Gwoya Tjungurrayi
A Proud Walpiri, Gwoya Tjungurrayi was the first Aboriginal person to be featured on an Australian postage stamp

There’s another great yarn out there that I was doing some work on. It’s about this amazing woman called Olive Pink who lived alongside the Walpiri people in the Tanami Desert.

This little petite, very feisty, middle-aged woman in 1930 who went and lived with the Warlpiri people who were one of the last mobs in Australia’s to have white contact. She was an anthropologist and argued for things like a secular sanctuary, and then no missionaries, no miners but everyone thought she was crazy. When you read her letters, it’s amazing. I also very much wanted to tell it from the Warlpiri point of view and unravel what it must have looked like to them to see this petite, feisty, white middle-aged woman come and set up camp in the middle of their land.

Olive Pink
Hobart-born Olive Pink (1884–1975) was an artist, Aboriginal-rights activist, anthropologist and keen gardener

Robyn: Your next project is on the opium trade out of Afghanistan?

Max: We’ve just got the green light on a new podcast series about the Afghan opium trade, which I can’t begin to tell you just how mind-blowing that story is. Ninety per cent of the world’s heroin now comes out of Afghanistan, and that basically all happened under our watch. One of the major issues is that it wasn’t just that the Taliban who were running a major drug cartel. There were plenty of our allies doing the same thing. The American, British or, Australian investigators who are trying to bring down this drug trade couldn’t really touch them because that drug dealer might have been on the CIA’s payroll, and they were helping us in the War on Terror, so we very conveniently didn’t worry about the war on drugs, until it got inconvenient and that particular ally of ours who might have been a very powerful man in government happened to be running a little drug empire on the side. You can image what an ordinary Afghan thought about that? I remember one of them telling me one day, you got rid of the religious extremists, you got rid of the Taliban and you just replaced them with a whole lot of people who are no better.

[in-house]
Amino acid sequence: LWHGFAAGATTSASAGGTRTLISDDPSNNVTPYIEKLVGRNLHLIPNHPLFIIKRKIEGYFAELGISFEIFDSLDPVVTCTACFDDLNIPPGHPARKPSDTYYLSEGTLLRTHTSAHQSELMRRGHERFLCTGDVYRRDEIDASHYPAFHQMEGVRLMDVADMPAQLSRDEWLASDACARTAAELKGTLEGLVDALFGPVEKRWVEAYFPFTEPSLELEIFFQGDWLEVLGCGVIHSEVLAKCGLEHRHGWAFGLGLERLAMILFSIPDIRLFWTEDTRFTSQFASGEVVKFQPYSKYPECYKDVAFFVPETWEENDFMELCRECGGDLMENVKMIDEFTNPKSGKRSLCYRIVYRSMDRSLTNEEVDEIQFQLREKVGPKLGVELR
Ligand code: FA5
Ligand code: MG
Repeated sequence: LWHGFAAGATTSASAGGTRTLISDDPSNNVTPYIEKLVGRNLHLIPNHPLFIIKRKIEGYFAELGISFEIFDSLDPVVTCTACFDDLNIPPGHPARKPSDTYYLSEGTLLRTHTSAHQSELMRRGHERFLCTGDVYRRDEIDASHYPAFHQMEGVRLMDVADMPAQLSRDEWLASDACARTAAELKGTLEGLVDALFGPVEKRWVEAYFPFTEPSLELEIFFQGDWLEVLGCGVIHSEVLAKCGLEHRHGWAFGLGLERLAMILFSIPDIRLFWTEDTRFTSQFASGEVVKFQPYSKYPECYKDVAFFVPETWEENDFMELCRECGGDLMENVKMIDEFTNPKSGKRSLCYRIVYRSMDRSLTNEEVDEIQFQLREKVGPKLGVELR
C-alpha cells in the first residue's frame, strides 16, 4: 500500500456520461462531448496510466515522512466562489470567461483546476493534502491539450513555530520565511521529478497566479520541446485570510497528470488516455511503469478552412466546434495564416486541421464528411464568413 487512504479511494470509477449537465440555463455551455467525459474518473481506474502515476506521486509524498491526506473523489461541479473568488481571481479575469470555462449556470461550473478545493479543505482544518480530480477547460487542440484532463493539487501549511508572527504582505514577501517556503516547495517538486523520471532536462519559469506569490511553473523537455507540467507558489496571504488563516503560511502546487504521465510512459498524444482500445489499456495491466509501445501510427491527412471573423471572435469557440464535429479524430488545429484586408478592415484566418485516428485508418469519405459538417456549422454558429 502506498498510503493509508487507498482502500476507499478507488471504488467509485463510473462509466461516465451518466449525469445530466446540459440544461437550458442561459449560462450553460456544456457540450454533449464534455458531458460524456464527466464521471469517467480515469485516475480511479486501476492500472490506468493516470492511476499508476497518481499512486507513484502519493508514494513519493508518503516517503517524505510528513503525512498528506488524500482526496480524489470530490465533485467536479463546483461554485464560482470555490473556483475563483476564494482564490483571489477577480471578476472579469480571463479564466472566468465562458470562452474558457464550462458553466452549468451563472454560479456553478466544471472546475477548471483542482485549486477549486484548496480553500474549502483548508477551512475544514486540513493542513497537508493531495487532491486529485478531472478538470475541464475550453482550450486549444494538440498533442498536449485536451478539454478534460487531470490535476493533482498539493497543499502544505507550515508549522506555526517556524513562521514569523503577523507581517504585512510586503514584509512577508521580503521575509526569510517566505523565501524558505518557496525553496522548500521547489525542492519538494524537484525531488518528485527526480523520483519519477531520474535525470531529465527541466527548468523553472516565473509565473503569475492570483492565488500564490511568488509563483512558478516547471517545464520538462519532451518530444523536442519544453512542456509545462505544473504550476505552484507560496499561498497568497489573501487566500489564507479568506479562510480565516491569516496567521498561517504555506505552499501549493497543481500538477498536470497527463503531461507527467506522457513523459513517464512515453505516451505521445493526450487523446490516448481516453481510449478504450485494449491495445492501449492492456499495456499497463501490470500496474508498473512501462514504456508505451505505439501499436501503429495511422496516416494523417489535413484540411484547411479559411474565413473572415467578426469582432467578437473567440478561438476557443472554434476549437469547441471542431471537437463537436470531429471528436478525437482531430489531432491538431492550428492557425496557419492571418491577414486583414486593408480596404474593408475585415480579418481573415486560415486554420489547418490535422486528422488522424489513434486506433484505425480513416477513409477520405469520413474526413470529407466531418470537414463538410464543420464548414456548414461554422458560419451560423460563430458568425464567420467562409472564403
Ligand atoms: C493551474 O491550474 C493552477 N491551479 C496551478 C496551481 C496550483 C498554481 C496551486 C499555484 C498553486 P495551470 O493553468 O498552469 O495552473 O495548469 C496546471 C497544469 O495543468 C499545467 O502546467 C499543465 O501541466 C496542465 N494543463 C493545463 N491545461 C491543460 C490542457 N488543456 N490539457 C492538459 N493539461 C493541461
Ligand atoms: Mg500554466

This has been a big project for a long time and trying to tell the story of this comes with great frustration. I think people in the world are ready to hear these stories.  

Robyn: Replacing one monster with another monster, given what happened.

Max: No one knows this story, but the whole Afghanistan campaign was a like that. There was a time when I thought it was a bit of the Emperor’s New Clothes. Everyone kept saying everything’s going fine here, because they kept wanting money to come in to pay their way. Meanwhile things are going completely pear shaped, and we’re being duped. It wasn’t as if this was a secret, many people have written papers about it. In a way, no one just looked.

Robyn: Journalists, storytellers, film-makers like yourself are actually sharing those stories and exposing what’s really been going on. How has technology played a part in all of this? How has it made a difference to film-makers like yourself, and what technologies do you use?

Max: For example, with Shereen, it was shot on a 5D camera. You saw the fantastic images, that’s just a decent stills camera that now acts as a video camera.

Steven Spielberg
Steven Spielberg

Robyn: I remember Steven Spielberg saying he can see the future where films are made on mobile phones, and we recently shared a story on how he recently filmed a music video on his iPhone.

You can donate to the Afghan Film-Makers Rescue Fund here